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In classical mechanics, when talking about the principle of virtual work, what is difference between $\delta r$ and $dr$? e.g. $W=\int \overrightarrow{F} \cdot \delta \overrightarrow{r} $ and $W=\int \overrightarrow{F} \cdot d \overrightarrow{r} $ .

Why can one exchange the place of $d\delta$ and $d$ in derivative calculation? e.g. $d\delta r=\delta d r$?

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In classical mechanics, $\delta$ is equitemporal variation. $\delta$ and $\mathrm{d}$ are practically the same for constant constraint, but when the constraint is time-varying, they are different.

For example, if a bead is constrained to a moving string, $\delta r$ will be along the string, while $\mathrm{d}r$ won't be.

Conceptually, $\delta$ is variation of a functional, while $\mathrm{d}$ is differential of a function. But in calculations, just change $\mathrm{d}$ to $\delta$, and set $\delta t=0$ and you will get the correct result.

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This is not correct, I stand by my answer. "Equitemporal variation" doesn't mean anything, and both $\delta r$ and $dr$ are along the tangent to the string. –  Ron Maimon Sep 8 '12 at 7:24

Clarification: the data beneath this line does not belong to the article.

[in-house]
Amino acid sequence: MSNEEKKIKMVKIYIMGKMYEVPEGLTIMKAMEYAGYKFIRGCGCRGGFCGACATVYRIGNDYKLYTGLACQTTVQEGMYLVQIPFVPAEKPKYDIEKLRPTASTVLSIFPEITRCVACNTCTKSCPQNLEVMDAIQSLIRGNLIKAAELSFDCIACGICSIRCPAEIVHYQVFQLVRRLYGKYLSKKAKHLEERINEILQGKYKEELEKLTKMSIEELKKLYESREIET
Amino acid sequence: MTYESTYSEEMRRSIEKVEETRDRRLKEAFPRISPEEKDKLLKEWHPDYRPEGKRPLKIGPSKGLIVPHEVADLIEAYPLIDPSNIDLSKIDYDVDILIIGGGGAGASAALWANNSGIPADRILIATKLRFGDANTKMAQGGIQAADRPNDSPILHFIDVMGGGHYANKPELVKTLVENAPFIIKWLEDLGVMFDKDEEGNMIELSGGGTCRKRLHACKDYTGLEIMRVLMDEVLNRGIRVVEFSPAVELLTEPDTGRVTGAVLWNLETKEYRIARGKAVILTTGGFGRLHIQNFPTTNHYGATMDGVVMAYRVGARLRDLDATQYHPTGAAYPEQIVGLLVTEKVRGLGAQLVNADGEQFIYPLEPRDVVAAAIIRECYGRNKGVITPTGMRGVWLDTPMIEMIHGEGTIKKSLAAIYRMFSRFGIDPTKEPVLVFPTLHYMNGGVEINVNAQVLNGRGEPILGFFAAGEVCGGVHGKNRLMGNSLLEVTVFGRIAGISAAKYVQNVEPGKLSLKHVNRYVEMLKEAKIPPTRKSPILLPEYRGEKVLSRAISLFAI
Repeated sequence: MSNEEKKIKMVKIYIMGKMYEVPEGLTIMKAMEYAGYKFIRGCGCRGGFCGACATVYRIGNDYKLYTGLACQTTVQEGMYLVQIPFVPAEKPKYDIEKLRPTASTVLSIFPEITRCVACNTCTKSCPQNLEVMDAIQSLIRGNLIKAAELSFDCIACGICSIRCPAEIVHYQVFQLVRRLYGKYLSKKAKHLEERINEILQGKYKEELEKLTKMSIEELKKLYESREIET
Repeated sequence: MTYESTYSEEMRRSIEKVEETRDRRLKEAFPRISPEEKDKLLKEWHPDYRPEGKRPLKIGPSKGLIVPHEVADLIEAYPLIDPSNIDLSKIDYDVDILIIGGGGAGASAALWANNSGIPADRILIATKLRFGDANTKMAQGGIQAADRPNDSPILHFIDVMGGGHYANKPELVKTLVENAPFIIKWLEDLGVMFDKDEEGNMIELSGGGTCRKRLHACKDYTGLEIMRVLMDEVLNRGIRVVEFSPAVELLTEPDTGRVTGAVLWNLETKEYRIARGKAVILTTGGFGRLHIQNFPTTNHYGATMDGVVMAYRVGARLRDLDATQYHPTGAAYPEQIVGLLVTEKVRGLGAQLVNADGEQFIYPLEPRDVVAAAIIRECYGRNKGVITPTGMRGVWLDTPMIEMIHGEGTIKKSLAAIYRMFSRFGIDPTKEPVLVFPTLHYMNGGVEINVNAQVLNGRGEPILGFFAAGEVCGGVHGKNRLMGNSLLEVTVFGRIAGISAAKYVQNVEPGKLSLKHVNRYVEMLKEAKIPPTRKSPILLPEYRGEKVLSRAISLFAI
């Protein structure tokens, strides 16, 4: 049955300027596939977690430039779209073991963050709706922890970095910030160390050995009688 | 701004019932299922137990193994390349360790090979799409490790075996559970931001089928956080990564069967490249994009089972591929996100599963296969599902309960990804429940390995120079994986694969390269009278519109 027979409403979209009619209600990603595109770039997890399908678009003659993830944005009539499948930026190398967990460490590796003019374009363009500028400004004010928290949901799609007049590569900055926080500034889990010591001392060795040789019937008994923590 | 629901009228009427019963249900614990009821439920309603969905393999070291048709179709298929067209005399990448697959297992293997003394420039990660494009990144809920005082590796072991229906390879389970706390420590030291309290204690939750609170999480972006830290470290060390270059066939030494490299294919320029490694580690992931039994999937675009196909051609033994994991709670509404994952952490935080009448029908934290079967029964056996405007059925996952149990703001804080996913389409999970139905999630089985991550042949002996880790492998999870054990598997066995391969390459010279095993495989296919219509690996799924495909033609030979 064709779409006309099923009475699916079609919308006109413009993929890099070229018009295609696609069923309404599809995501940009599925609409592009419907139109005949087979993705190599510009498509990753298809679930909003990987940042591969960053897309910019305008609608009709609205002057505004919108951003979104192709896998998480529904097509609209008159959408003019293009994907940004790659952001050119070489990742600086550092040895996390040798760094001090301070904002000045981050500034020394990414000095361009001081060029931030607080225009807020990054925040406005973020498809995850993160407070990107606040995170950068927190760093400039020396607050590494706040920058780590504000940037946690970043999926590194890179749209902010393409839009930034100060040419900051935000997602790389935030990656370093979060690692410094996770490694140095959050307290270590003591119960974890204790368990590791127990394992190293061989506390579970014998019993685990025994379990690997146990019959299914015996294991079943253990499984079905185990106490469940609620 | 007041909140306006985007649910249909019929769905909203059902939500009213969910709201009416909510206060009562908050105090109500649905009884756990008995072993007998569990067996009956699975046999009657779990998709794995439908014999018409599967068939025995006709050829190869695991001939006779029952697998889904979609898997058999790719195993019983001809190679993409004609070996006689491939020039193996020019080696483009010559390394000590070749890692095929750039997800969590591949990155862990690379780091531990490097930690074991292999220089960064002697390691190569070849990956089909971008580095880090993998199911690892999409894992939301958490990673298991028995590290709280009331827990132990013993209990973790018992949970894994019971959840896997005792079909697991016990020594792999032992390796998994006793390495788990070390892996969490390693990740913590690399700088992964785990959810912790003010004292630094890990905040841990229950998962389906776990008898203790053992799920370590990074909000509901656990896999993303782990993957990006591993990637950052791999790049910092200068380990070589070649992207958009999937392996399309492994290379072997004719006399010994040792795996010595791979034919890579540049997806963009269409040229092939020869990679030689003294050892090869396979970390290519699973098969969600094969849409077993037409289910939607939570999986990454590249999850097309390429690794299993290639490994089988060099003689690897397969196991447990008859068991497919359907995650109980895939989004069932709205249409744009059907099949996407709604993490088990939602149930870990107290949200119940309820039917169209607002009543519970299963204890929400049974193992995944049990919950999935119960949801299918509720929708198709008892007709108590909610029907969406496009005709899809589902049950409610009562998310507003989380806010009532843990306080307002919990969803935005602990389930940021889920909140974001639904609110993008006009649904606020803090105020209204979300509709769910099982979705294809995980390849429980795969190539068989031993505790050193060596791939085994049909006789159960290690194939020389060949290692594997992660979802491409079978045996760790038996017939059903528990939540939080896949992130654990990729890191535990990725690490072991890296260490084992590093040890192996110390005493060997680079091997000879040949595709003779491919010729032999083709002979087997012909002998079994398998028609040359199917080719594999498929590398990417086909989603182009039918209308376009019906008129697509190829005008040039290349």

@RonMaimon: Maybe you should revisit a book on classical mechanics. –  C.R. Sep 8 '12 at 10:00
    
-1: This is not correct, you made it up. I don't read books, knowledge doesn't come from reading. It comes from thinking. –  Ron Maimon Sep 8 '12 at 15:16
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They are not different, they are the same, but "dr" is ossified notation, meaning the integration differential, and physicists often think about infinitesimal increments, so they use different letters to indicate smallness. You sort it out from context.

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